The first WHO Global Ministerial Conference to end tuberculosis takes place in Moscow
Ministers, leaders of UN organizations, NGOs, high-level representatives from civil society, academia and the corporate sector, will gather in Moscow on 16-17 November 2017 at the first WHO Global Ministerial Conference to end tuberculosis (TB).
On the first day the Minister of Health of the Russian Federation Veronika Skvortsova, the WHO Director-General Tedros Adhanom Ghebreyesus and the WHO Regional Director for Europe Zsuzsanna Jakab, will address the conference.
Hosted by the Ministry of Health of the Russian Federation, the Ministerial Conference “Ending Tuberculosis in the Sustainable Development Era: A Multisectoral Response” aims to accelerate efforts of all WHO Member States in taking effective measures to end the global TB epidemic by 2030, through a multisectoral and interdisciplinary approach within the Sustainable Development agenda.
A Ministerial Declaration will be signed at the Conference, containing bold commitments by countries to accelerate action to end TB and meet the milestones towards the 2030 SDGs. This will inform the UN General Assembly High Level Meeting on TB in 2018.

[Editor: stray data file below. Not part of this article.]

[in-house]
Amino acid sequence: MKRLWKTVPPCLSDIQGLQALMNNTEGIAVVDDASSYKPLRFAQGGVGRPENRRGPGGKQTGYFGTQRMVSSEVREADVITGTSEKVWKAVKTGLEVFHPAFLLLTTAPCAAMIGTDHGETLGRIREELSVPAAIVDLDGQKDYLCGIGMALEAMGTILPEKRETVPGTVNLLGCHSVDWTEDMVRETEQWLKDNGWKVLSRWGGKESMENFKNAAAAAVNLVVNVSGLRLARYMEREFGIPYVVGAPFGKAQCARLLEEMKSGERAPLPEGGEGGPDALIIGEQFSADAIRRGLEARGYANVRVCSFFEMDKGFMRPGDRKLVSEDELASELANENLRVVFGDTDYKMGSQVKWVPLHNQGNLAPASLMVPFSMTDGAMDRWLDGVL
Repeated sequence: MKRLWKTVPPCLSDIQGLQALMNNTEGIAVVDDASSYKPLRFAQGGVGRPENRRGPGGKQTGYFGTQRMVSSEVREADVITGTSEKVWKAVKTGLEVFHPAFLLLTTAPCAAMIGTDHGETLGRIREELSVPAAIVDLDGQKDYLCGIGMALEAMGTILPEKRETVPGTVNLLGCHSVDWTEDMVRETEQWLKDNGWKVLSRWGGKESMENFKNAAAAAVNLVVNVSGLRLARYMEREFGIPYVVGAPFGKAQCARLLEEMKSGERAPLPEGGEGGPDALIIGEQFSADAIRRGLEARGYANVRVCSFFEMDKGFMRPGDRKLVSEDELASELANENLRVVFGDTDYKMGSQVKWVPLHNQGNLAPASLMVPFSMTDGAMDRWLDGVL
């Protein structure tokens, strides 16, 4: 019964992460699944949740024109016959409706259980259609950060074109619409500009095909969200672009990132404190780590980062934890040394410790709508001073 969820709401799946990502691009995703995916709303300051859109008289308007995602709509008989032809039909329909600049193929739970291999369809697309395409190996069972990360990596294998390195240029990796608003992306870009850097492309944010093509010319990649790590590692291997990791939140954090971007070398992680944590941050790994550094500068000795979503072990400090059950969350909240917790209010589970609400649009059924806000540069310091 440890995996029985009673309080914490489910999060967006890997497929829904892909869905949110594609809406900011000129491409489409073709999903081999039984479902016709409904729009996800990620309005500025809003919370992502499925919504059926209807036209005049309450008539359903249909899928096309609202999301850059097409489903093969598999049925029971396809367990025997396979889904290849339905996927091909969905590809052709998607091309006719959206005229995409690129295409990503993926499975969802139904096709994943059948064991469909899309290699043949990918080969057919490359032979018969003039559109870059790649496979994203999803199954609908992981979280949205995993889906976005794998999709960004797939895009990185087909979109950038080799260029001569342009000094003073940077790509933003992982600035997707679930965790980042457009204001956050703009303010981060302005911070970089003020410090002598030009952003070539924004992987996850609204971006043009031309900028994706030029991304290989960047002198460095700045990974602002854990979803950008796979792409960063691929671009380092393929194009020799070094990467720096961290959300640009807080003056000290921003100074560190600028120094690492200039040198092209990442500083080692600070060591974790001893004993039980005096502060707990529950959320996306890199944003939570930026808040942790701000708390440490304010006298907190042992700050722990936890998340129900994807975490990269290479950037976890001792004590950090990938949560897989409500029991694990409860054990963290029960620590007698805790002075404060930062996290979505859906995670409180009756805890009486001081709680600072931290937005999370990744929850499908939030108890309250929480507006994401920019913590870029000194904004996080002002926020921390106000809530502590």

Ministers of Health and Ministers from other sectors will take part in the conference, including from the top 40 highest TB and Multi-drug-resistant TB (MDR-TB) burden countries, as well as the leaders of UN organizations, development agencies and regional bodies and nongovernmental organizations, including faith-based organizations, civil society representatives, affected people and communities, academic and research institutions, philanthropic foundations and private sector entities.
TB carries a grave global toll having been one of the top 10 causes of death worldwide in 2015, causing 1.8 million deaths, including 0.4 million among people with HIV. In 2015, there were an estimated 10.4 million new TB cases worldwide. The public health crisis of multi-drug resistant TB (MDR-TB) continues. Although 49 million lives have been saved through global efforts since 2000, actions and investments fall far short of those needed to end the TB epidemic. Countries need to move much faster to prevent, detect, and treat TB if they are to meet the global targets. This requires multisectoral action across the Sustainable Development Goals (SDGs).